Ecuador in Crisis: What to Know

Ecuador in Crisis: What to Know
Ecuador in Crisis: What to Know

Violence erupted across Ecuador this week after a well-known gang leader disappeared from prison. Explosions, looting, gunfire and burning vehicles were reported, and there were uprisings in several prisons. In the largest city, Guayaquil, gunmen stormed a TV studio during a live broadcast on Tuesday.

President Daniel Noboa declared a 60-day state of emergency, imposing a nationwide curfew and authorizing the military to patrol the streets and take control of prisons. Mr. Noboa also deployed thousands of police officers and military personnel to search for the gang leader, Adolfo Macías.

Here is what we know so far:

By Tuesday, violence in Guayaquil had left at least eight people dead, Mayor Aquiles Álvarez said at a news conference. Shops, schools and government offices were closed, and streets in Guayaquil and the capital, Quito, were jammed with traffic as workers tried to get home.

The authorities said that a second major gang leader had escaped from an Ecuadorean prison, along with other inmates. In a presidential decree, Mr. Noboa declared that an internal armed conflict was underway and ordered the military to “neutralize” two dozen gangs, which he called terrorist organizations.

During a live news broadcast by TC Televisión in Guayaquil, several masked gunmen stormed the set. They forced staff members to the ground, kicking and hitting them. Anchors and other staff were forced to appear in a video asking the president not to intervene.

One of the attackers could be heard saying that he wanted to send a message about the consequences of “messing with the mafias.” But the police moved in before he could be wired up with a microphone.

The police later said they had arrested 13 people, confiscating weapons and explosives, and that all the people who had been taken hostage were safe.

Mr. Macías, better known as “Fito,” is one of the country’s most notorious kingpins. He is the head of Los Choneros, which is believed to have been one of the first Ecuadorean gangs to forge ties with Mexican drug cartels.

On Sunday, during a sweep for contraband, he was found to be missing from his cell in a crowded prison in Guayaquil, where he had been serving a 34-year sentence for drug trafficking and other crimes. He had escaped prison once before, in 2013.

Like other gang leaders in Ecuador, Mr. Macías had been running his criminal enterprise from behind bars. Some security experts believe as many as a quarter of the country’s prisons are controlled by gangs.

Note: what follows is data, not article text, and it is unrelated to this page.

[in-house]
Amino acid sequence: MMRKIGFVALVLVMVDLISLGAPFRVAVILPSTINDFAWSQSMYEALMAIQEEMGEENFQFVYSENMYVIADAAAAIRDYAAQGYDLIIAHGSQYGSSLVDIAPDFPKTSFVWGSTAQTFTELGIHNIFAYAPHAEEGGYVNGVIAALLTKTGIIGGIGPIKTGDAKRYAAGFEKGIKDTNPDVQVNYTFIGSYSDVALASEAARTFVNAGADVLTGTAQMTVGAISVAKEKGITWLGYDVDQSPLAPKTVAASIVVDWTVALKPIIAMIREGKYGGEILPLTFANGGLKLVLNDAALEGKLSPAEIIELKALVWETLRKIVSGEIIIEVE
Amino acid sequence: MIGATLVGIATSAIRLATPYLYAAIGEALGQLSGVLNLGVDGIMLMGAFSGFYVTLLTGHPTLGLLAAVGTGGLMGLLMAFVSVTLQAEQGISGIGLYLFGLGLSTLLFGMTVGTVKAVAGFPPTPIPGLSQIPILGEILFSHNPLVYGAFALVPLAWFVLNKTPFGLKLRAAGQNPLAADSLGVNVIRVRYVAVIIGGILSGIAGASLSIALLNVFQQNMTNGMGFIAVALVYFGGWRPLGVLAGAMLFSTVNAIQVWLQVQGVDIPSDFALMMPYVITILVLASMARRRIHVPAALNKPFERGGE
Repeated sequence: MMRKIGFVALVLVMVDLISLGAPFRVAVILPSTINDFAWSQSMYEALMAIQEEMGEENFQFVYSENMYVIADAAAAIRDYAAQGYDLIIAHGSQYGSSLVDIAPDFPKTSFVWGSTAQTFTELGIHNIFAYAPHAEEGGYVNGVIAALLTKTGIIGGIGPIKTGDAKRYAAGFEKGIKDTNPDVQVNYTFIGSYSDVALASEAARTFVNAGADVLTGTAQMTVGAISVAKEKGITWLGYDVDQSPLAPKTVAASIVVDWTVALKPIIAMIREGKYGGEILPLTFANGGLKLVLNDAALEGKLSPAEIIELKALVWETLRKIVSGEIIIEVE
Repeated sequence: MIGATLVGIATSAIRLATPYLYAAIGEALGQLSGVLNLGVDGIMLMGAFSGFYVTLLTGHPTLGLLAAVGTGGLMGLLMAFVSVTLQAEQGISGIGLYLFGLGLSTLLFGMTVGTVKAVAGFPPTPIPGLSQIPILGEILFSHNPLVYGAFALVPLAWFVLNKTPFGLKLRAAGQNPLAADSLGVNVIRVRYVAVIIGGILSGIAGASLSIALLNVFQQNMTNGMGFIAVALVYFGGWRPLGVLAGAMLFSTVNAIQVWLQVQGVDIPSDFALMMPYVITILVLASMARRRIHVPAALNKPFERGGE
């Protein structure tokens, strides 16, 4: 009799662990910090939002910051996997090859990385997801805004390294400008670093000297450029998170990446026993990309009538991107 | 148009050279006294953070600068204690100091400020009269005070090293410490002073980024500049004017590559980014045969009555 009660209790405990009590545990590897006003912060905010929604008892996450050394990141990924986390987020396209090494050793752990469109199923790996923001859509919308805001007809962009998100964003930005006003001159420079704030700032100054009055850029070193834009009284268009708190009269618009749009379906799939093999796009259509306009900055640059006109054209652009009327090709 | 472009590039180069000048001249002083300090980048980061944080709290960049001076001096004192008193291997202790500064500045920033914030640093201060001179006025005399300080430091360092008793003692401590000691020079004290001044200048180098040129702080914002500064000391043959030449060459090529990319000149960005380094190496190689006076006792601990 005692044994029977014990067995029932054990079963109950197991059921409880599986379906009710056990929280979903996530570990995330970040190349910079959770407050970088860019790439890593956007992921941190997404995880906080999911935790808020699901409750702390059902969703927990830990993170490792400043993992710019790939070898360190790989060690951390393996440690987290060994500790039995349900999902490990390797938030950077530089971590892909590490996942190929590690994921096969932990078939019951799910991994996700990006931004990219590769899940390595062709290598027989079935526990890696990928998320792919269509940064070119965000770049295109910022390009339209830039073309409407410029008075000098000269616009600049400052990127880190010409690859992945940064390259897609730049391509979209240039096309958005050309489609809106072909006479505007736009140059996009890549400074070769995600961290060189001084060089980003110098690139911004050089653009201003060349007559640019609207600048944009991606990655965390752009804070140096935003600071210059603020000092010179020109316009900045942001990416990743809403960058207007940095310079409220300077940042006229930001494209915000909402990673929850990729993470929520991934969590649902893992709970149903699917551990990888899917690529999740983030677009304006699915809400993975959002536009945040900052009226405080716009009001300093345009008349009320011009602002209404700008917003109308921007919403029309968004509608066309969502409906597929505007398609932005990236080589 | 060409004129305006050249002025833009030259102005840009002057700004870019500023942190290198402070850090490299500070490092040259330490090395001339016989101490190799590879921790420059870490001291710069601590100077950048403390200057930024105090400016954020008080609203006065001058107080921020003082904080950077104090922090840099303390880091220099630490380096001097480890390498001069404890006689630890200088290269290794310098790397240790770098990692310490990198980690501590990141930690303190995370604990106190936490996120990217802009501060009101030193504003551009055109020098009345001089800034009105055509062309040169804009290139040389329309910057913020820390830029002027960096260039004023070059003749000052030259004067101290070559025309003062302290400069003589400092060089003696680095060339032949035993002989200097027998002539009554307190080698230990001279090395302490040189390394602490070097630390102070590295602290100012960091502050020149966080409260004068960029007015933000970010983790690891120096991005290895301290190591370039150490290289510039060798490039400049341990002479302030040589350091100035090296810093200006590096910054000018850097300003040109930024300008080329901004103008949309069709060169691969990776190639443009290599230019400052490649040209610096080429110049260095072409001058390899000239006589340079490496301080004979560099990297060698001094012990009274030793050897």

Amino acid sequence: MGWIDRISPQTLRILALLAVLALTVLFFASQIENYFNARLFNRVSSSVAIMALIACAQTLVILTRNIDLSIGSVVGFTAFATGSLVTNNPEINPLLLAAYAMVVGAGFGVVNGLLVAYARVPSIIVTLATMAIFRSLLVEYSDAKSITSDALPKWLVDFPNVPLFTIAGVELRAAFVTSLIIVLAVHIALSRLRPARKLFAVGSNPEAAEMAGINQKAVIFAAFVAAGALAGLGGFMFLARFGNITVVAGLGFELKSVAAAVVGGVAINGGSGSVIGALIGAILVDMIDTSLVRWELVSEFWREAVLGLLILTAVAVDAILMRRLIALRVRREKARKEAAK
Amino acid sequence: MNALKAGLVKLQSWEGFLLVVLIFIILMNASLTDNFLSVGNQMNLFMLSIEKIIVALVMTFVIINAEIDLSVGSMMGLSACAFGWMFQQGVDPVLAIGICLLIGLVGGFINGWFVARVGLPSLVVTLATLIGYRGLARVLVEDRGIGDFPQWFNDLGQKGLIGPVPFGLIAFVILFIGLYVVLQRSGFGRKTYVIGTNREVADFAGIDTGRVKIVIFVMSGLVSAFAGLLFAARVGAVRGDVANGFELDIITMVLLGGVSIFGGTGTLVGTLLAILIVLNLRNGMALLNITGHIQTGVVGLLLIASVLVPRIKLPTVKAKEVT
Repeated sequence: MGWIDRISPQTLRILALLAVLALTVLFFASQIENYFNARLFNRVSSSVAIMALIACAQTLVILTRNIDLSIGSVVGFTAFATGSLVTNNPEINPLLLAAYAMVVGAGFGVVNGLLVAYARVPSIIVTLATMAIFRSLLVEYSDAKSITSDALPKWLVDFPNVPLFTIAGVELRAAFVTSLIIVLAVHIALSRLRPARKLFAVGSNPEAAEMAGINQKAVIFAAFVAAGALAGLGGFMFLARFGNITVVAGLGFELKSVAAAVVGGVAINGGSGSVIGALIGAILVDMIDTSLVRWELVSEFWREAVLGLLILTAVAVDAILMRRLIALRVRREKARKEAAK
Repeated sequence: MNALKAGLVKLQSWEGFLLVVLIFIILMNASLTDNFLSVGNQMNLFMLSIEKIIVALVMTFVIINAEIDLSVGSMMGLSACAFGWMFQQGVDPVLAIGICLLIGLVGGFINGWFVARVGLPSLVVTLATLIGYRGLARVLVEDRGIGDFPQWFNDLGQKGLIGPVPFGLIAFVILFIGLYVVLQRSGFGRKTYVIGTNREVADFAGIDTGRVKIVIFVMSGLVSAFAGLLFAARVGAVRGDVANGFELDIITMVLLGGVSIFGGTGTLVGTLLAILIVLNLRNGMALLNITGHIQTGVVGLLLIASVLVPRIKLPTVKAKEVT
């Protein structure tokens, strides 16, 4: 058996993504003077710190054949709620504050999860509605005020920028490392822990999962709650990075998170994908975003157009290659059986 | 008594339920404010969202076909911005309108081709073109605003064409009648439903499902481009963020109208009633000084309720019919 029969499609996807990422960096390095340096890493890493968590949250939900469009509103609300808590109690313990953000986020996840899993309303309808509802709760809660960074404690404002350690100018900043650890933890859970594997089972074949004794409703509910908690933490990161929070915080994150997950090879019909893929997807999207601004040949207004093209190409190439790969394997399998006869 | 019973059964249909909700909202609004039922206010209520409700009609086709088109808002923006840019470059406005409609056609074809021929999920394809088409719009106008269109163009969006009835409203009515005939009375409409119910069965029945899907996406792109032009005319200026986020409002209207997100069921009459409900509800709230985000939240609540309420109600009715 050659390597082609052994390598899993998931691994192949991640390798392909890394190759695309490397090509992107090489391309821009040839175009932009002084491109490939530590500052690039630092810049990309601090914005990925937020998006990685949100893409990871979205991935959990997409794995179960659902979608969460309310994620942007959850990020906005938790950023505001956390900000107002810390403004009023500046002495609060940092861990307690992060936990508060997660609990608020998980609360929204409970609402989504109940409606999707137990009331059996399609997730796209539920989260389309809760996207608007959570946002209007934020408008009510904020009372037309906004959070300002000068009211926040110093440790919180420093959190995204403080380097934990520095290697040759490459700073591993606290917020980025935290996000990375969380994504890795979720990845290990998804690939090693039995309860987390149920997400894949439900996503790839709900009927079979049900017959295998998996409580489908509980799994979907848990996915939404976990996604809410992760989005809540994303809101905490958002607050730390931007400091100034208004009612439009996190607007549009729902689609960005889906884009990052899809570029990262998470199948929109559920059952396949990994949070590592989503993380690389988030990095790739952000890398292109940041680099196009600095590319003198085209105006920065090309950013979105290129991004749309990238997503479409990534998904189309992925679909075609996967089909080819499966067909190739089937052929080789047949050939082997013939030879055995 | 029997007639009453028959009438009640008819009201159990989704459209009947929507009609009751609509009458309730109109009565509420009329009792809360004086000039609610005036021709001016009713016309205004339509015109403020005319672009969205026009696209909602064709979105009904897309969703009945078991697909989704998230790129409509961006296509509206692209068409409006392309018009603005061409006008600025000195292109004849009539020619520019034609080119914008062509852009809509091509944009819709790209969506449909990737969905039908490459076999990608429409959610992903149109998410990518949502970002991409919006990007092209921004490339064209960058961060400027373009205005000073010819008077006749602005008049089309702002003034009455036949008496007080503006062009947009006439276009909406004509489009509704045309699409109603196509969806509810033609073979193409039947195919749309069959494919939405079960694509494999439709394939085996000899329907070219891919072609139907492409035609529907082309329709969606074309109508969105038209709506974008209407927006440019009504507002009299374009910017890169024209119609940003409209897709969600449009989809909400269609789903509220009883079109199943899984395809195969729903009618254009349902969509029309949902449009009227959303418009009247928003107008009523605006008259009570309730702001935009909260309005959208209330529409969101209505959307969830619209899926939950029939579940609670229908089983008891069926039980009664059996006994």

The government had recently ordered Mr. Macías and other high-profile convicts transferred to a maximum-security facility. Experts said that could have prompted his escape and led to the prison uprisings.

Gang warfare only began plaguing Ecuador, a country of 18 million, in recent years. Over the past half-decade, foreign drug traffickers have joined forces with gangs like Los Choneros to build a powerful drug trafficking industry across the country, infiltrating the government, extorting businesses and killing Ecuadoreans who try to take them on.

Fernando Villavicencio, a presidential candidate who was assassinated in August, said days before his death that he had received multiple threats from members of Los Choneros. He had been outspoken about links between organized crime and government officials.

Mr. Macías was moved to a maximum-security wing after the assassination, but his lawyers successfully argued to have him returned to the cell from which he had been running Los Choneros. Mr. Macías celebrated by releasing a music video.

Mr. Noboa, who won the election and took office in November, has vowed to crack down on gangs and restore security to Ecuador. “The time is over when drug-trafficking convicts, hit men and organized crime dictate to the government what to do,” he said in a video statement on Monday.

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Carley Reagan

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